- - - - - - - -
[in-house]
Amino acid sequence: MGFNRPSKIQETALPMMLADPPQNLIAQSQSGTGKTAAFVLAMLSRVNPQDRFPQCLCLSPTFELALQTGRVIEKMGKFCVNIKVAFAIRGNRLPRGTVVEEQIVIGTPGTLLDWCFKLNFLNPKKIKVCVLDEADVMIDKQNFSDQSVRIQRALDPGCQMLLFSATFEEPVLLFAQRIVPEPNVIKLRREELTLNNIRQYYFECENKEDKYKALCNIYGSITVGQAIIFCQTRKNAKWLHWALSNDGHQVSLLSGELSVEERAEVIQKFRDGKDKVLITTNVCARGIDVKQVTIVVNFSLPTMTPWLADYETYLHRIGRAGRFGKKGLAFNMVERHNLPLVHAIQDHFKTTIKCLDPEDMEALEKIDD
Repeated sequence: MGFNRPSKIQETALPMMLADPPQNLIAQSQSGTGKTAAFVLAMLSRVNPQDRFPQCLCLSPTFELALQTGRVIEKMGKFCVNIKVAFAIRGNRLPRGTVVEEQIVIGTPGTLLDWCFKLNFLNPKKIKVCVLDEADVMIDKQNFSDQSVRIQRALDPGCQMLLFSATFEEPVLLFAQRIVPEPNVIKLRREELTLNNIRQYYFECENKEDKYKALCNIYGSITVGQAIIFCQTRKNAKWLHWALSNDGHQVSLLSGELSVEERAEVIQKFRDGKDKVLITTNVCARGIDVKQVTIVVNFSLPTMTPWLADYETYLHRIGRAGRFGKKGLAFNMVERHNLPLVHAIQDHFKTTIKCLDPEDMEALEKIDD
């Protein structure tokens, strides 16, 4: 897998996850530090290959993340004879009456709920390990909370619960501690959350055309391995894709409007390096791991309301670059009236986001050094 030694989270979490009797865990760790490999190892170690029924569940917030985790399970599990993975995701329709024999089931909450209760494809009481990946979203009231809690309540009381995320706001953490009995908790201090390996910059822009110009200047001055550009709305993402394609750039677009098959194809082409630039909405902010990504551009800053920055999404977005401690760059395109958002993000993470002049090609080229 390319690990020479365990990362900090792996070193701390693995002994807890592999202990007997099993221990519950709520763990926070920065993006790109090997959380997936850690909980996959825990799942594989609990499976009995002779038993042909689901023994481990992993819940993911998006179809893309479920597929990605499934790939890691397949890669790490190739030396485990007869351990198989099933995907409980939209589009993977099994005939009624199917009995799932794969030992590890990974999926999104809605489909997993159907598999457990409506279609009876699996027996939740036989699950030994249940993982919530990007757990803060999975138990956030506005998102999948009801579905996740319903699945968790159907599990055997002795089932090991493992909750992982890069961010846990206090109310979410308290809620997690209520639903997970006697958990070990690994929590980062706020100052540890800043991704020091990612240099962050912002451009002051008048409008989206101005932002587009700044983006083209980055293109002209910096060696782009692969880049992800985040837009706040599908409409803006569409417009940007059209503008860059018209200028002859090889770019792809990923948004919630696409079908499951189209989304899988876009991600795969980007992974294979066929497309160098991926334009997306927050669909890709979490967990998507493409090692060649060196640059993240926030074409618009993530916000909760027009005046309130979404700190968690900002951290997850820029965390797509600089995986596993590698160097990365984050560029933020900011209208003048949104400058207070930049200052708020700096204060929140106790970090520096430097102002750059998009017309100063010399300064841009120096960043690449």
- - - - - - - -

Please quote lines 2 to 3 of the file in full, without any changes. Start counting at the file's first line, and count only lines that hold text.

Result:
Amino acid sequence: MGFNRPSKIQETALPMMLADPPQNLIAQSQSGTGKTAAFVLAMLSRVNPQDRFPQCLCLSPTFELALQTGRVIEKMGKFCVNIKVAFAIRGNRLPRGTVVEEQIVIGTPGTLLDWCFKLNFLNPKKIKVCVLDEADVMIDKQNFSDQSVRIQRALDPGCQMLLFSATFEEPVLLFAQRIVPEPNVIKLRREELTLNNIRQYYFECENKEDKYKALCNIYGSITVGQAIIFCQTRKNAKWLHWALSNDGHQVSLLSGELSVEERAEVIQKFRDGKDKVLITTNVCARGIDVKQVTIVVNFSLPTMTPWLADYETYLHRIGRAGRFGKKGLAFNMVERHNLPLVHAIQDHFKTTIKCLDPEDMEALEKIDD
Repeated sequence: MGFNRPSKIQETALPMMLADPPQNLIAQSQSGTGKTAAFVLAMLSRVNPQDRFPQCLCLSPTFELALQTGRVIEKMGKFCVNIKVAFAIRGNRLPRGTVVEEQIVIGTPGTLLDWCFKLNFLNPKKIKVCVLDEADVMIDKQNFSDQSVRIQRALDPGCQMLLFSATFEEPVLLFAQRIVPEPNVIKLRREELTLNNIRQYYFECENKEDKYKALCNIYGSITVGQAIIFCQTRKNAKWLHWALSNDGHQVSLLSGELSVEERAEVIQKFRDGKDKVLITTNVCARGIDVKQVTIVVNFSLPTMTPWLADYETYLHRIGRAGRFGKKGLAFNMVERHNLPLVHAIQDHFKTTIKCLDPEDMEALEKIDD